Originally made with yeast, the dough, similar to modern-day Danish, was as soft as a cushion. In the Old Country, women not only filled hamantashen with poppy seeds but also lekvar, a lusciously thick spread made of fruit, usually prunes or apricots, simmered in sugar. In 20th century America though, cookie-style dough beat out yeast hamantashen, the latter being more complex and time consuming to prepare.
Continually evolving, hamantashen have changed inside and out; another incarnation are deep chocolate dough wrapped around rich almond paste. Like bagels, hamantashen have infiltrated the American culinary scene and are available year round in bakeries, delis and supermarkets. In many cases, their ubiquitous presence has resulted in a downturn in quality. Although it's gratifying that this little cookie has spread like a mighty empire, mass production has robbed its Purim identity. Some people are unaware that the triangular treats they consume with gusto are more Jewish than Levy's rye bread. They are satisfied with crust chunkier than Play-Doh.
Worse yet, there are fewer and fewer people who remember when hamantashen, like strudel, were as fine as Viennese pastry and spun like magic from Hungarian bakers' hands.
1. Install metal blade in a food processor. Into its bowl, place wet ingredients and process until well blended. Mixture resembles orange cottage cheese.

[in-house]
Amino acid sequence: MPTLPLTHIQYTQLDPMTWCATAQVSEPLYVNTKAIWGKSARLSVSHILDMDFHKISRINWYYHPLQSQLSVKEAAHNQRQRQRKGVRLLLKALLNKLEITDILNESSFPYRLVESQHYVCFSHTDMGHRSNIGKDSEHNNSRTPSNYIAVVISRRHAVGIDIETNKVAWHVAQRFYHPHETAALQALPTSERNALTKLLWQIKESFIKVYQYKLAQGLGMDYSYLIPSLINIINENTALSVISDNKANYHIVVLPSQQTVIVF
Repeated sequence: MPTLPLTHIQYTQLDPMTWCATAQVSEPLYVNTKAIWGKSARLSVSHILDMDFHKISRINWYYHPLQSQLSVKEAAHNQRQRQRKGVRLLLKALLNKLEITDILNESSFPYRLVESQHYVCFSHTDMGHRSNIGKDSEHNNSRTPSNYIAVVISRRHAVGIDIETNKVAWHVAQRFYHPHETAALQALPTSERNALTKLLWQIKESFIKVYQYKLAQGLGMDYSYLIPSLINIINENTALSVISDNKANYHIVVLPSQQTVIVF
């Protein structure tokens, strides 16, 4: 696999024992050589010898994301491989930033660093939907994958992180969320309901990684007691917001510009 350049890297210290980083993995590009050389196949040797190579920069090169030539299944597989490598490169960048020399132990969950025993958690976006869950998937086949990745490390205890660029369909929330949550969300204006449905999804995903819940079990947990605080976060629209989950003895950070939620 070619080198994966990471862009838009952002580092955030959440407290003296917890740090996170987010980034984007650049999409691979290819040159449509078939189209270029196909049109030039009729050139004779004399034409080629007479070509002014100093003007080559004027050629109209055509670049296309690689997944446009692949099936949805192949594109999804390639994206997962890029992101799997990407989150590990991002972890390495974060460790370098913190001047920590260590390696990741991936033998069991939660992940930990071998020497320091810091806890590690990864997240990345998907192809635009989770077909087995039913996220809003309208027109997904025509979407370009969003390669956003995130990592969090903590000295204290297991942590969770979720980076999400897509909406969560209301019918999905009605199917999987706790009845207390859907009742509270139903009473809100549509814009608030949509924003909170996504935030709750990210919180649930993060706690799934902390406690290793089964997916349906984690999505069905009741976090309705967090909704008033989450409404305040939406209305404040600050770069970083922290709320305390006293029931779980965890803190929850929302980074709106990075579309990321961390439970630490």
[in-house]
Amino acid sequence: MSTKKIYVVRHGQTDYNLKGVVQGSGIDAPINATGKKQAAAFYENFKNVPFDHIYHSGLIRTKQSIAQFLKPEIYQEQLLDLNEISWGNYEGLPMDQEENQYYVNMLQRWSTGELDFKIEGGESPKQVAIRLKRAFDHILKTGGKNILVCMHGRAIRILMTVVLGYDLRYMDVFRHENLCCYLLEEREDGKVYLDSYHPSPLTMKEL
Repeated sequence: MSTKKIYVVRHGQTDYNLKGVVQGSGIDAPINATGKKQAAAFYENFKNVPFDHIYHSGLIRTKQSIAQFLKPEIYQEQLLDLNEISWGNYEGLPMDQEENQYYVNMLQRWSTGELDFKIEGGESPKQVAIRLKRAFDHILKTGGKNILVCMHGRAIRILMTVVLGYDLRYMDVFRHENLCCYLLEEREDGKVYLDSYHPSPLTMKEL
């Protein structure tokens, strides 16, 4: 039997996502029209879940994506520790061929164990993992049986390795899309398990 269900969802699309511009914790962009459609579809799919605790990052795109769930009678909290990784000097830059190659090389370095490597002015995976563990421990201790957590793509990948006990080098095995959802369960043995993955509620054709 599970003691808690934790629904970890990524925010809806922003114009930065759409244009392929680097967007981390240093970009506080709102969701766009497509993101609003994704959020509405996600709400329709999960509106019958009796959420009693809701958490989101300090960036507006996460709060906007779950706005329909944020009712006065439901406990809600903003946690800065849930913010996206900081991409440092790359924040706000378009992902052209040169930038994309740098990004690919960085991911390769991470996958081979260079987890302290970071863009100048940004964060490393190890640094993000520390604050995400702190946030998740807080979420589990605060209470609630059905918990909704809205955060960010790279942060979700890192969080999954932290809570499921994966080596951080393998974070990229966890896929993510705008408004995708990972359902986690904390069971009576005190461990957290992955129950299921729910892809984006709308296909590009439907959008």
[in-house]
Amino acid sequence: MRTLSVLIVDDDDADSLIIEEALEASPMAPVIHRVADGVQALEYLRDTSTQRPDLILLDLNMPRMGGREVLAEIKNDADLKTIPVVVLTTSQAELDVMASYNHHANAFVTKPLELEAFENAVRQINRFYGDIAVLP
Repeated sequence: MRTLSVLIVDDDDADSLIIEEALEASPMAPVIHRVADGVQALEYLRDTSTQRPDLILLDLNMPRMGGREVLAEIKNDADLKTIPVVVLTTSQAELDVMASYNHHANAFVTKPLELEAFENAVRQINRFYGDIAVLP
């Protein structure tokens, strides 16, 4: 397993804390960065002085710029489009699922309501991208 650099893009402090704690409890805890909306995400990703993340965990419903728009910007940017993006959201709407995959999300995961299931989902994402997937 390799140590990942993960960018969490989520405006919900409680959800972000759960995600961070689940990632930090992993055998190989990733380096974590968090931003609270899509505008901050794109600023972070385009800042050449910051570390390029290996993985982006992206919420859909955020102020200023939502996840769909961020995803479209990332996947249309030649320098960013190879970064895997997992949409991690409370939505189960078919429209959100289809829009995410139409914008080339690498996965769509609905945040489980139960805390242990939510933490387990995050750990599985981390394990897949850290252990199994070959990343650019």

2. Sift dry ingredients and add to wet ones. Blend well until mixture clumps and forms a ball.
3. Wrap dough in foil and refrigerate for 2-12 hours.
Recipes for fillings and directions for assembling hamantashen are below.
Yield: 4 dozen. To make enough hamantashen to sample all four fillings, double the recipe.
|How to form the hamantaschen, once the filling is placed on the dough.|
1. Place ingredients in a 6- to 8-cup pot and cover. On high flame, bring to a boil and let it bubble for 10 minutes, until fruit swells and liquid turns syrupy. Stir almost continuously to avoid burning. Cool to room temperature.
2. Place in a food processor and blend with metal blade for 1-2 minutes, or until mixture becomes like paste.
3. Fill hamataschen immediately or cover and refrigerate lekvar. Return to room temperature before using.
Place 2 Tbsp. honey and the remaining ingredients in a small saucepan. Mix with a spoon. On medium flame, simmer until mixture thickens, about 5 minutes. Stir in remaining honey. Cool to room temperature.